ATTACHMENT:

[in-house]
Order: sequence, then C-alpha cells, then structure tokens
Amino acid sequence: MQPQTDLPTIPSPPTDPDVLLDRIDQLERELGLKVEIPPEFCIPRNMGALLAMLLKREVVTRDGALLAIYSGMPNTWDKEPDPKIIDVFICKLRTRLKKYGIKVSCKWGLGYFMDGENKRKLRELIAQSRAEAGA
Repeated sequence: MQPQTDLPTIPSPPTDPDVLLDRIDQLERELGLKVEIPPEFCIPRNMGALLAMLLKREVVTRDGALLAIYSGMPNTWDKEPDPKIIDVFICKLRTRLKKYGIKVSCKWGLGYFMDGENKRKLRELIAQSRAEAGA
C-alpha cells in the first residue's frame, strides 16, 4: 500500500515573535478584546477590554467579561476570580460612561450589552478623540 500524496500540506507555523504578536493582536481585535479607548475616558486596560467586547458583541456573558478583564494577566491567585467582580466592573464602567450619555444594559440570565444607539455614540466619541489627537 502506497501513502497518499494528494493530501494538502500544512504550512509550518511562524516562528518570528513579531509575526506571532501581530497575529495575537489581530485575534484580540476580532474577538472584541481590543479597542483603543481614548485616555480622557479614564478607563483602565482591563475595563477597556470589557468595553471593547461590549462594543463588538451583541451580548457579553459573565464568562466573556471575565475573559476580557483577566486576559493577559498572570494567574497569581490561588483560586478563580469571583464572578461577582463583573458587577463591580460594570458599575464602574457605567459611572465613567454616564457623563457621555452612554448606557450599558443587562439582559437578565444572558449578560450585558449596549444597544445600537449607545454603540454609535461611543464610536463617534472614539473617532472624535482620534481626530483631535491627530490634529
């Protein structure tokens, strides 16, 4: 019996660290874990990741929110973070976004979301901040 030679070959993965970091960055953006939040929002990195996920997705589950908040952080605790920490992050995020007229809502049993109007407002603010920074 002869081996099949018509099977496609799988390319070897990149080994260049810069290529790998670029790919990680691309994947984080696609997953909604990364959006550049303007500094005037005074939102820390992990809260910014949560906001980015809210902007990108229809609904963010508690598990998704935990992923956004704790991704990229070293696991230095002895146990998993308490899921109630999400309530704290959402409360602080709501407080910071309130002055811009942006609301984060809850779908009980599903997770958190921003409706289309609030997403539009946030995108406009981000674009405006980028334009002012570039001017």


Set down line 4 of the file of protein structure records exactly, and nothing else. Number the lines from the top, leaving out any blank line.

Repeated sequence: MQPQTDLPTIPSPPTDPDVLLDRIDQLERELGLKVEIPPEFCIPRNMGALLAMLLKREVVTRDGALLAIYSGMPNTWDKEPDPKIIDVFICKLRTRLKKYGIKVSCKWGLGYFMDGENKRKLRELIAQSRAEAGA